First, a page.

Searching for Dragons (Enchanted Forest Chronicles #2)

Title: Searching for Dragons

Author: Patricia C. Wrede

Mendanbar, the King of the Enchanted Forest, has a problem. Well, that’s nothing new, but this time the problem involves dragons. And possibly wizards, but definitely dragons. Something is burning out large sections of the Enchanted Forest, and he found dragon scales at the site. But getting a straight answer out of Kazul, King of Dragons, is harder than he expected (the King being unexpectedly missing), and soon he and Cimorene, the dragon King’s Cook and Librarian, are hunting Kazul down.

Mendanbar is almost more of a favorite for me than Cimorene. Where she’s sharp and direct, he comes off as absent-minded, although really he’s just distracted by watching the flow of magic. Being King of the ENCHANTED Forest means dealing with a lot of magic anyway, so the job comes with a few perks, such as being able to see and deal with the magic in the forest. But it also means he’s completely tuned to the way the Enchanted Forest does things, and has a lot of trouble sensing, for example, how active his own magical sword likes to get.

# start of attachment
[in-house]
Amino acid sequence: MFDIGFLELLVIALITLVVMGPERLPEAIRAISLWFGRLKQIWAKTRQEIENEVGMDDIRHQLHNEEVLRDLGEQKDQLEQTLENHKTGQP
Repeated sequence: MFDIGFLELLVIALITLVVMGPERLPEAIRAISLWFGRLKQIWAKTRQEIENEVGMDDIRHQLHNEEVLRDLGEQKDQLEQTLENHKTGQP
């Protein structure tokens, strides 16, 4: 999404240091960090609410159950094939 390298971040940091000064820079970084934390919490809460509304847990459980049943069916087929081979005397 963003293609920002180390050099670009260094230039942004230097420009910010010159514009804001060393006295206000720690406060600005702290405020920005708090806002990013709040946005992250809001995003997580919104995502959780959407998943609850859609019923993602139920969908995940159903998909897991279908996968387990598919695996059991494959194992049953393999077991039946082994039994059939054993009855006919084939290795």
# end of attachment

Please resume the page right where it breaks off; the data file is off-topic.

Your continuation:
And if Cimorene hates the typical princess, Mendanbar hates them even more, since he’s being pressured pick one to marry. Their mutual dislike for other royalty leads to a lot of amusing moments between the two of them, as they’re figuring out the other is anything but typical.

In addition, if Mendanbar isn’t enough of a treat (and I adore both his character and the way he uses magic; I realized on this rereading how much Mendanbar’s magic influenced how I WANT to see magic in a fantasy book—both sensible and mysterious), we have Telemain. Telemain is a magician, fascinated with learning all about magic, and chronically unable to express himself in short, understandable words (unless a dragon is asking, because they eat people). The obvious history Telemain has with Morwen only deepens the amusement.

Like the first book, this one has a wealth of fantasy tropes to cheerfully turn on their heads, alongside the more serious plot about what happened to Kazul. Mendanbar has much the same sensible outlook on these things that Cimorene does, although I get the sense he doesn’t hate tradition so much as finds it inconvenient.

Overall, this is just as much fun as the first (perhaps more so, if you prefer Mendanbar’s more easygoing nature). I rate this book Highly Recommended.

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